External and domestic financing in Latin America: Jose Antonio Ocampo

External and domestic financing in Latin America:
developments, sustainability and financial stability implications
Jose Antonio Ocampo
Camilo E Tovar
Columbia University
Bank for International
“Debt finance and emerging issues in financial integration”
United Nations
New York – April 8-9 2008
The views expressed here do not necessarilly reflect those of the BIS.
 The financing of Latin American economies has experienced
a major transformation in the past 10 to 15 years. Two
remarkable developments:
– Shift from cross-border towards domestic financing.
– Shift from bank to bond financing
 As a result, capital markets have expanded, deepened and
diversified, creating a promising financing alternative.
 Such developments help mitigate risks and sources of
vulnerability (eg currency mismatches) and should help
provide an alternative source of financing when banking
sectors are weakened.
 Nonetheless, their rapid development pose risks that need to
be taken into account.
Main issues
 It is still an open question whether i) reduced reliance on
external financing and ii) alternative financing markets in the
region are permanent features.
As the pillars supporting the favourable global conditions
began to erode, these new domestic markets will have to
prove their resilience and the extent to which they offer room
of manoeuvre for counter-cyclical policies (in particular, if
exchange rate appreciation trends reverse).
Progress in reducing currency mismatches are positive.
Nonetheless, local currency debt markets still have a strong
short-term bias and remain highly illiquid.
Furthermore, progress in developing corporate bond markets
are an unfulfilled promise, which will raise new risks.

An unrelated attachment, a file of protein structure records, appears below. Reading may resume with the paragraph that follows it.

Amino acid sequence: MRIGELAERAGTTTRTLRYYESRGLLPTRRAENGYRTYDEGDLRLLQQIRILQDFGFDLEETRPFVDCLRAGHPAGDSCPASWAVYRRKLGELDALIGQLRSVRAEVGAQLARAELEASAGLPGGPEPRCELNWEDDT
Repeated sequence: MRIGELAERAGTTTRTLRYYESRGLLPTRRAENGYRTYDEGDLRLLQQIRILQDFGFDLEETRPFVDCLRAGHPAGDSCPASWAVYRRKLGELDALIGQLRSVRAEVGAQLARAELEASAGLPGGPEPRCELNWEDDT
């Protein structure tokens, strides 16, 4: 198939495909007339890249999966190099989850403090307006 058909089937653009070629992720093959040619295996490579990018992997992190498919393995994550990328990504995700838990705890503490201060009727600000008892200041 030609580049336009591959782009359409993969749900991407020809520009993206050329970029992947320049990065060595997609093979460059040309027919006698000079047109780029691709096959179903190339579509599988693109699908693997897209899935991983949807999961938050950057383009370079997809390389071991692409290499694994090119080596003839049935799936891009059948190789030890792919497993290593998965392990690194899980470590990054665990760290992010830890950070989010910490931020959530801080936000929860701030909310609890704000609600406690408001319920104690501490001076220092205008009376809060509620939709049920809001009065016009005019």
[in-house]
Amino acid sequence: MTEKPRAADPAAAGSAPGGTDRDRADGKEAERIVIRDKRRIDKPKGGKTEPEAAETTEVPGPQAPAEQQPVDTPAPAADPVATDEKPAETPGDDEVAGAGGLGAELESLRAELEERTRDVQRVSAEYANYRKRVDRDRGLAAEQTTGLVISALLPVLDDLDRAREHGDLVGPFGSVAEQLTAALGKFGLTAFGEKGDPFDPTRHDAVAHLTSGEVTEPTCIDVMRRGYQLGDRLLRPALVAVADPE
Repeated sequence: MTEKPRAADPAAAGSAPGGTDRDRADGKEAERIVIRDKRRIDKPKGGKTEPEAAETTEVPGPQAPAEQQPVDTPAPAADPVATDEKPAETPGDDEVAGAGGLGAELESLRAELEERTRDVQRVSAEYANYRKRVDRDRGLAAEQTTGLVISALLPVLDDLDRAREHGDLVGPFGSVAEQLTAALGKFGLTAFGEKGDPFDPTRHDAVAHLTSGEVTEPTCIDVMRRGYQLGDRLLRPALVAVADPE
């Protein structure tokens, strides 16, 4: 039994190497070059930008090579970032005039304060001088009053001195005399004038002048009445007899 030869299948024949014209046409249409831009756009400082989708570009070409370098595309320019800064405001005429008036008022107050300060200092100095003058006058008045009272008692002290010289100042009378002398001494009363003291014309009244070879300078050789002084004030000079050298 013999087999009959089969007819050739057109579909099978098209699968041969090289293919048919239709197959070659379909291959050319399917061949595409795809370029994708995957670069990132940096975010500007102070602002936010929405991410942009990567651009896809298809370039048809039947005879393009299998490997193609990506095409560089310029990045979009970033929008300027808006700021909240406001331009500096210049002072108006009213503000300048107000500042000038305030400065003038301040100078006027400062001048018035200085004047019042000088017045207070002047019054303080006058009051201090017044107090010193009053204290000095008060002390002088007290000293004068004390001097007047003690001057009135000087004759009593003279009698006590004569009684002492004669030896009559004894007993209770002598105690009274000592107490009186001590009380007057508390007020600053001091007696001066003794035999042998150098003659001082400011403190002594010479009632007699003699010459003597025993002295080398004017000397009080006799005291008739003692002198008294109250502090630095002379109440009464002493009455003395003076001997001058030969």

 Macroeconomic environment
 Shifts in financing patterns
 Development of local currency bond markets
 Sustainability and financial stability considerations
Macroeconomic environment
 In recent years, Latin America has at last witnessed high
growth rates (similar to those of the 1960s-1970s). This has
been possible due to exceptional international conditions:
– Strong commodity prices
– Exceptional external financing conditions
– Large remittances by migrant workers to the region
 Two features are notorious of the current regional situation:
– Growth while generating current account surpluses
– Large accumulation of international reserves
Current account surpluses
 The large CA surpluses are unprecedented in the region’s
history, and are mainly associated with the improvement in
terms of trade.
Terms of
effect in
Reserve accumulation
 A new development policy has been the frequency and scale
of intervention in foreign exchange markets. Therefore,
several LA countries are operating “dirty” floats.
Scale of international reserve accumulation
Reserve accumulation involves costs
Shifts in financing patterns
 Against the background of rapid growth with current account
surpluses and reserve accumulation, the region has
experienced a shift in financing needs.
 In contrast with the past, capital flows are no longer needed
to finance current account deficits.
 New elements of the dynamics of capital flows and
international investment positions:
– Large gross FDI and portfolio inflows
– Incipient but growing gross capital outflows
– Reduced reliance on external financing in net terms
– Reduction in external liabilities positions
– Improved external balance sheets
Gross and net capital flows